Love superstitions are among the few that even educated people cling to. The ultimate intent of love superstitions is to keep lovers close or to avoid problems for the new couple. For example, many superstitions involve cooking. One such superstition goes something like this: If the biscuits burn, your lover will be unhappy. As simplistic as this superstition sounds, it can in fact push someone to become a better cook. This superstition fulfills another superstition that notes the proper way to a husband's love is through his stomach.
Silly Love Superstitions
From the youngest to the eldest, women tend to follow love superstitions with what can only be called zeal. One superstition young girls enjoy is twisting off an apple stem and scouting for a boyfriend at the same time. As she twists the stem on the apple, she must recite one letter of the alphabet for each continuing twist. Her hope is that the initial of her true love will coincide with the letter of the alphabet that twists off the stem.
A common superstition boys try to follow is to never call a girl until three days have passed since their first date. The reason? If they do call, the relationship is doomed for failure. Has this been known to happen to someone somewhere along the line? Probably. Did the failed relationship have anything to do with the boy calling before three days had passed? Probably not, but in the world of love anything is possible. Practically, this superstition sounds a note of caution to young men, who may be rebuffed if they seem too eager.
Wedding Love Superstitions
Shoes have always held particular significance when it comes to superstition, so it's not surprising that shoes have been incorporated into a wedding superstition. During a wedding ceremony in Anglo-Saxon times, a husband took his shoe off and used it to strike his new wife.
This was intended to establish that he now had authority over her. In years past, brides used to throw one of their shoes at the bridesmaids. The girl who was hit by the shoe would be the next person to marry. In modern times, this has been replaced with the tossing of the bride's bouquet.
At one point in English history, when the new couple was ready to take off on their honeymoon, their guests pulled their shoes off and began throwing them at the couple. If any of the shoes hit them or their carriage, the bride and groom could expect plenty of good luck during their marriage. Today, some American superstitions claim old shoes should be tied to the back of the car to symbolize the couples' new journey together.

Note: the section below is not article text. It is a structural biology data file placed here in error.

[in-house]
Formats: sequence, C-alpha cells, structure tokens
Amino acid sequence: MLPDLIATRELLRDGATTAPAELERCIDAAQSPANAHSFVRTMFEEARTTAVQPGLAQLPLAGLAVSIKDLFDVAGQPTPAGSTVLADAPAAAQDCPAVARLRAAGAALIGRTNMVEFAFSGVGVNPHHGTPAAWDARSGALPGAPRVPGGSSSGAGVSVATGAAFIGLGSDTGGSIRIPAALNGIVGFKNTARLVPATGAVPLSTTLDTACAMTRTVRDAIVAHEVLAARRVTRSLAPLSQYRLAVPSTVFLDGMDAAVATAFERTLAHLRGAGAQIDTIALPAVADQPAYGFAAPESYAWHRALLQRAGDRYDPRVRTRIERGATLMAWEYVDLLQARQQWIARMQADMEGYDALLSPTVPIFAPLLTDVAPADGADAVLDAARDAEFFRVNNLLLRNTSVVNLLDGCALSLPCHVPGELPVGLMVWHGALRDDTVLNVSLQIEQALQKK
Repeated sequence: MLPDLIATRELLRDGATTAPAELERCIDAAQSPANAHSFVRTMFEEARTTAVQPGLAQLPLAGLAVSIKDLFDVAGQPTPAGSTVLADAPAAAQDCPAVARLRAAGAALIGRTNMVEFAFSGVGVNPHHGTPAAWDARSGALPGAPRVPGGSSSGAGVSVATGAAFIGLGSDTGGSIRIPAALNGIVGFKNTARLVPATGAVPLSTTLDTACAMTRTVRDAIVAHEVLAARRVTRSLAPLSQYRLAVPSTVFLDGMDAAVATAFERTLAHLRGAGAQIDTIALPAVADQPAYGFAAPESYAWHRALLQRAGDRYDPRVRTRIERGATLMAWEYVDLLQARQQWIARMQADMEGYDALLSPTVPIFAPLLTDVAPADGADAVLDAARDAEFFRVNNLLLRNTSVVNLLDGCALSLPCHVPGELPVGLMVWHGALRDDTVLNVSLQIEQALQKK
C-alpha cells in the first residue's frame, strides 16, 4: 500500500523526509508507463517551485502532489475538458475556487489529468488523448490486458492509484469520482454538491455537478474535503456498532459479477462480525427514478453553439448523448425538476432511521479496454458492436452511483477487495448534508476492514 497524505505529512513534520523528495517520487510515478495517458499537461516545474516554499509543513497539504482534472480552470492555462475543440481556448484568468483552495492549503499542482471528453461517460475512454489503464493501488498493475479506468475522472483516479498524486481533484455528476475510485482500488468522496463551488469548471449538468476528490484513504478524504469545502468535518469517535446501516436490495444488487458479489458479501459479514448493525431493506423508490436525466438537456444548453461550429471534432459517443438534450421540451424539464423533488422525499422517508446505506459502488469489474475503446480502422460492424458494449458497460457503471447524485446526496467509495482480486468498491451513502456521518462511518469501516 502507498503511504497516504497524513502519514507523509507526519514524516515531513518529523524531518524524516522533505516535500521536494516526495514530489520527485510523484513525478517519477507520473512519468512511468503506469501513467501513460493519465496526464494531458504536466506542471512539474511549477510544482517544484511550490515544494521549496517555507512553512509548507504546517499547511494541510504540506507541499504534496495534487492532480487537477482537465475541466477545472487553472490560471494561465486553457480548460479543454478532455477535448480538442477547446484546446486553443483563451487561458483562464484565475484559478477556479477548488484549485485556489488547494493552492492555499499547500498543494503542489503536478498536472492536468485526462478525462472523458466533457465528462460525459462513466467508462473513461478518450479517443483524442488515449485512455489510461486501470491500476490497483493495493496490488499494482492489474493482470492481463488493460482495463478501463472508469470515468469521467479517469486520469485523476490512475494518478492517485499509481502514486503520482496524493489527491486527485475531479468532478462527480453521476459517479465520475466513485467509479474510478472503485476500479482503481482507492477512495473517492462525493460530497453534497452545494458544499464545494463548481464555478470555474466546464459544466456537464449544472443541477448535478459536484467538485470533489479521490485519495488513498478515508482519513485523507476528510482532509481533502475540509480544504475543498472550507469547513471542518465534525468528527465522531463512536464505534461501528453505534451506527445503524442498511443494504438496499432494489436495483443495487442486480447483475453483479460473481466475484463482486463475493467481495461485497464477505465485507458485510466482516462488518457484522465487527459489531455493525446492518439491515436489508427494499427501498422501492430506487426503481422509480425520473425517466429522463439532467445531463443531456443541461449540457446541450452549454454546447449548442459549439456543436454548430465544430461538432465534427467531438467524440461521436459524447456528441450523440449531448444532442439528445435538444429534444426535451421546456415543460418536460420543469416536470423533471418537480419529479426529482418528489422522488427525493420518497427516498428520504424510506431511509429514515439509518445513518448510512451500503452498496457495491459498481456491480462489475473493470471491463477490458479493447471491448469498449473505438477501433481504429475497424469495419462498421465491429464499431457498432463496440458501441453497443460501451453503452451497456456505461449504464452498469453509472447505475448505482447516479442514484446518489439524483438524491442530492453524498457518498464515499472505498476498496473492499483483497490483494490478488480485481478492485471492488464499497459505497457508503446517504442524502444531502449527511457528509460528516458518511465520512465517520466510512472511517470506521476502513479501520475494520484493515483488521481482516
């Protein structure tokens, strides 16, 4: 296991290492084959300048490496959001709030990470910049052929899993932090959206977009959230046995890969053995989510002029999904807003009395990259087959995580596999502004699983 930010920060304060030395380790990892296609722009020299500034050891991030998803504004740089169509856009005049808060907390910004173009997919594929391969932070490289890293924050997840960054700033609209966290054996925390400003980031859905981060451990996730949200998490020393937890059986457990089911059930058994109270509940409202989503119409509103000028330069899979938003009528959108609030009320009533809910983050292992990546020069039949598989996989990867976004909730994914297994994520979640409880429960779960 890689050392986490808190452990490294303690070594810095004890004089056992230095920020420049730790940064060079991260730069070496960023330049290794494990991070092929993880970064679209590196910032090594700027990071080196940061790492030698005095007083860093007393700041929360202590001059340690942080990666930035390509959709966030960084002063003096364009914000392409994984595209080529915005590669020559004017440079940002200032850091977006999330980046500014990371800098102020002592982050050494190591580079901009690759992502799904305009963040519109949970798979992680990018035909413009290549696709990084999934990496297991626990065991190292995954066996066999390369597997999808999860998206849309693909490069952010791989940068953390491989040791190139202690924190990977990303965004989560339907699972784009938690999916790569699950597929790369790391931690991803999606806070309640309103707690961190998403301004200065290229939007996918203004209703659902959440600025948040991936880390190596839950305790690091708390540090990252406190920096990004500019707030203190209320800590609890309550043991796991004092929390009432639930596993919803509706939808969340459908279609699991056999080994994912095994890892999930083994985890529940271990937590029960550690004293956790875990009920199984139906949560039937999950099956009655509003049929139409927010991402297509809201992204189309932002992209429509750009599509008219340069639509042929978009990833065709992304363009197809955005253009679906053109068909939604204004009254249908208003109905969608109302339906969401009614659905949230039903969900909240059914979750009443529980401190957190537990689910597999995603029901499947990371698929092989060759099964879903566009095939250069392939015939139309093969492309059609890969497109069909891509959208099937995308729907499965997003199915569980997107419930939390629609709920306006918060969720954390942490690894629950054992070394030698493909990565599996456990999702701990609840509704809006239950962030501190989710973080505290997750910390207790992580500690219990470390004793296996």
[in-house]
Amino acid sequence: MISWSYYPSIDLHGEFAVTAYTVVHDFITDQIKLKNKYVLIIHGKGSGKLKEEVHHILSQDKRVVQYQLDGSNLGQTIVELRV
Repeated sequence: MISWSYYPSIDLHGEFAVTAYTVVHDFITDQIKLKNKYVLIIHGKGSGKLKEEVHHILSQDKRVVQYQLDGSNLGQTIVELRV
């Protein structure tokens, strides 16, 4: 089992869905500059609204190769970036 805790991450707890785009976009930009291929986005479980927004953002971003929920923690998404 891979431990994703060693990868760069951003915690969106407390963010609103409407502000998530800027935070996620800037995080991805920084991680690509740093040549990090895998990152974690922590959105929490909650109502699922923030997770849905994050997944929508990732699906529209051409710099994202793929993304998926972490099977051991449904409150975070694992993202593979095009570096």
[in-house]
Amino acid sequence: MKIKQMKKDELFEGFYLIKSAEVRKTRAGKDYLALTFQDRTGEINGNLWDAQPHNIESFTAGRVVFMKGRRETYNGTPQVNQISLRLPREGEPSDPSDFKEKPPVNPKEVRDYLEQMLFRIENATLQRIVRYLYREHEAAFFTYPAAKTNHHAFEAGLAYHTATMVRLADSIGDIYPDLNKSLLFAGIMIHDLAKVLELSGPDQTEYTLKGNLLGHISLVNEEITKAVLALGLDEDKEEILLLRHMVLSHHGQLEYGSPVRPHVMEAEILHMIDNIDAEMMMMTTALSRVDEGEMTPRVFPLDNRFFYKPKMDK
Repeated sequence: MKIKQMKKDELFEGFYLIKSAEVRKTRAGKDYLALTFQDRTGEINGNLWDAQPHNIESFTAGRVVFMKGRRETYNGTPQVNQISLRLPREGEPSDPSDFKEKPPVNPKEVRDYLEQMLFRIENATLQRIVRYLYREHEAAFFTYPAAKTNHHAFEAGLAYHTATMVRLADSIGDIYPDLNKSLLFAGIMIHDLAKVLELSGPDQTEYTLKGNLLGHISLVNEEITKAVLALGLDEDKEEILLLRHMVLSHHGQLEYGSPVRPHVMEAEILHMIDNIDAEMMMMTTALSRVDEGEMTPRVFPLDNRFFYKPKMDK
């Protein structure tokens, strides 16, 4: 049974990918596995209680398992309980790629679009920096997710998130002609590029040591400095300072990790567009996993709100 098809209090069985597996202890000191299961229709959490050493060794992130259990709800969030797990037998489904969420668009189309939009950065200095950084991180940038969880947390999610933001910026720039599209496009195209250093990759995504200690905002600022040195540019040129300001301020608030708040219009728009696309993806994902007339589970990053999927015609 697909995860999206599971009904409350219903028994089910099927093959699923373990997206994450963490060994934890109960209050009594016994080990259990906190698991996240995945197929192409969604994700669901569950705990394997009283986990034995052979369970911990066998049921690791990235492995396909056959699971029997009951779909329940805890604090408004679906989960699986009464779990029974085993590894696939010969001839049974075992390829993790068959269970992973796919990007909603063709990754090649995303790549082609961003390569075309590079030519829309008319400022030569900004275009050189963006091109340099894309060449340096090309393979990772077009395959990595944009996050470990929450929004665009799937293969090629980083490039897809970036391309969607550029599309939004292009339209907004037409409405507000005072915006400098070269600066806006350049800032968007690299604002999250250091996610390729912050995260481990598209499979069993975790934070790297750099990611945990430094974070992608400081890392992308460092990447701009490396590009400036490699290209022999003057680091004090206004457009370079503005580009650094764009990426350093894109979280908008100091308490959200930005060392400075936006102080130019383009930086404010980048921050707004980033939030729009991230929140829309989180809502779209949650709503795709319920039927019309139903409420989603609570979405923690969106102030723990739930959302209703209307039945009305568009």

Food in Love Superstitions
The Chinese practice of throwing rice at the new couple, which is often duplicated in American weddings, was done to encourage any jealous spirits that might be hovering nearby to eat, rather than bother the bride and groom. For early warning of a marriage, parents need only break an egg. If the egg has two yolks, a wedding ceremony is imminent.
Bad luck superstitions also revolved around food. Good luck superstitions are often performed to ward off bad luck, such as pulling the wishbone from a turkey. This is a ritual every family partakes of on Thanksgiving, or whenever a turkey is on the menu. Two people take hold of opposite ends of the turkey's clavicle, known as the wishbone, and pull. The one who ends up with the biggest piece is given the chance to make a wish. As long as they don't tell anyone else what the wish is, the wish is supposed to come true. If there are newlyweds at your Thanksgiving table, it is customary to give the wishbone to the new couple so that good luck will follow them throughout their marriage.
Another way bad luck is waylaid is to carry a rabbit's foot. This good luck charm came to the United States by way of African slaves. A rabbit's foot was often placed in the groom's pocket, while a shiny penny was put into the bride's shoe. Both superstitions are supposed to keep bad spirits away while good luck and wealth continues all the days of their lives.
Most Chinese superstitions are geared toward happiness and goodness as opposed to death or bad luck.
Filipino superstitions are colorful and ingrained into the traditions of the Philippines.